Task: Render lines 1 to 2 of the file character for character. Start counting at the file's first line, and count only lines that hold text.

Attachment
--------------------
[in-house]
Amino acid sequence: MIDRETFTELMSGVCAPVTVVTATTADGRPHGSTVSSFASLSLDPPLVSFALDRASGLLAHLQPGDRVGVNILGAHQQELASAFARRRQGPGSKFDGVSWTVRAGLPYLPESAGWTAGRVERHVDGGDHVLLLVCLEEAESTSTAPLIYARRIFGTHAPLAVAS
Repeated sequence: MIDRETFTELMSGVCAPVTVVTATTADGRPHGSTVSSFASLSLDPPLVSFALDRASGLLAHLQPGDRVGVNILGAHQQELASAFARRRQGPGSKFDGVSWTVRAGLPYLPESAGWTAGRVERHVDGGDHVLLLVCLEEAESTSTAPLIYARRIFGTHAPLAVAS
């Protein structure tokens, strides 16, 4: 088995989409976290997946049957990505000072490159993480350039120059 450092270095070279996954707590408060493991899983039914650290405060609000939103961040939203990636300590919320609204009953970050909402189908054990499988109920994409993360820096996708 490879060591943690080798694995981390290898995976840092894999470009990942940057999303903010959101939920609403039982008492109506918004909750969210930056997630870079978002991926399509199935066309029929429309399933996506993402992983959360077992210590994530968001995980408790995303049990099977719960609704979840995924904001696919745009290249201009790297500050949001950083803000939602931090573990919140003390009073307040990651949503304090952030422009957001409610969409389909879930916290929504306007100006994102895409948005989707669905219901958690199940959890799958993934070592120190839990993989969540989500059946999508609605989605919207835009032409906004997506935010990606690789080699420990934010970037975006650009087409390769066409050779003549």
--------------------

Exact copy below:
[in-house]
Amino acid sequence: MIDRETFTELMSGVCAPVTVVTATTADGRPHGSTVSSFASLSLDPPLVSFALDRASGLLAHLQPGDRVGVNILGAHQQELASAFARRRQGPGSKFDGVSWTVRAGLPYLPESAGWTAGRVERHVDGGDHVLLLVCLEEAESTSTAPLIYARRIFGTHAPLAVAS